There is ongoing internet restriction in Togo after protests against the rule of its Presidnet Faure Gnassingbe. Users have complained that internet speeds are slow and access to social media platforms have been limited.
Government spokesperson Gilbert Bawara said while speaking to a local radio station, “Even in most developed countries, authorities take control of telecommunications in some cases,” he said
AFP news agency reported that mobile internet had been shut down in the capital but added that wi-fi networks were still working.
With this development, Togo has joined a string of African countries that shut their internet, the latest being Cameroon. Demonstrations took place in many cities in Togo against among others Togo’s President’s Faure Gnassingbe’s rule of 12 years, after the death of his father, Gnassingbe Eyadema, who had ruled for 38 years. Both Gnassingbe’s have cumulatively held power for 50 years.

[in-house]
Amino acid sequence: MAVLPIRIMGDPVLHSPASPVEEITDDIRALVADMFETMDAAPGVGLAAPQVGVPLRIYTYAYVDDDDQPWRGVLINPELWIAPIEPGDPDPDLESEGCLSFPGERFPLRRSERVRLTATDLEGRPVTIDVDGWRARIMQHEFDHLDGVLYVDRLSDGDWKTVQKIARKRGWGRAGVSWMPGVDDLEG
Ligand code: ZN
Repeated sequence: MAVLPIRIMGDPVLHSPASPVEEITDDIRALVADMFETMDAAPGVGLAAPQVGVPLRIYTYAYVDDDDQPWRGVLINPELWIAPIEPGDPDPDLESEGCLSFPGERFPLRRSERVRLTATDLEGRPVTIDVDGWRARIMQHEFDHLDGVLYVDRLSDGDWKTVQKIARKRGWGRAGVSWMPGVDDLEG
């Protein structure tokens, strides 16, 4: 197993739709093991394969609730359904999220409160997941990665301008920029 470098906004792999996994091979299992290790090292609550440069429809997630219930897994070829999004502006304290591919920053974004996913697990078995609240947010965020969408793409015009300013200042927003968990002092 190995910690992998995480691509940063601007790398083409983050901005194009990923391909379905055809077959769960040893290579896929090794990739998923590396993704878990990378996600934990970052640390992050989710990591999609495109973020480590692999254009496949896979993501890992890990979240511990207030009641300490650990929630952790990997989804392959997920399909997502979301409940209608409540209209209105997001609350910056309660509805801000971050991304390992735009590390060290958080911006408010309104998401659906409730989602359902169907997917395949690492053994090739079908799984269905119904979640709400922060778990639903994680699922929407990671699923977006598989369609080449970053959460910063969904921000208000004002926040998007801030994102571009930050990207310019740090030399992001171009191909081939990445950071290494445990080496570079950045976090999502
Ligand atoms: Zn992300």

The protests were organised by a coalition of opposition parties and civil society organisations. Local journalist Blamé Ekoué reported that organisers said that they would not relent in their push for a two-term presidential limit and for the release of some of their members who were arrested, charged and sentenced after similar protests last week. A government concession to bring about a two-term presidential limit, through a constitutional amendment, failed to dissuade the protesters.
Another internet shutdown in another African country and it seems to be very routine these days. The domino effect you may call it. I wonder why Africans seem incapable of ‘dominoeing’ good things. We mainly copy terrible precedents from other African countries, in a bid by our leaders to stifle opposition and hold on to power. For us in Nigeria, we are hoping that the domino effect doesn’t lead to internet shutdown come 2019. We hope the Nigerian government will choose to do the right thing and #keepiton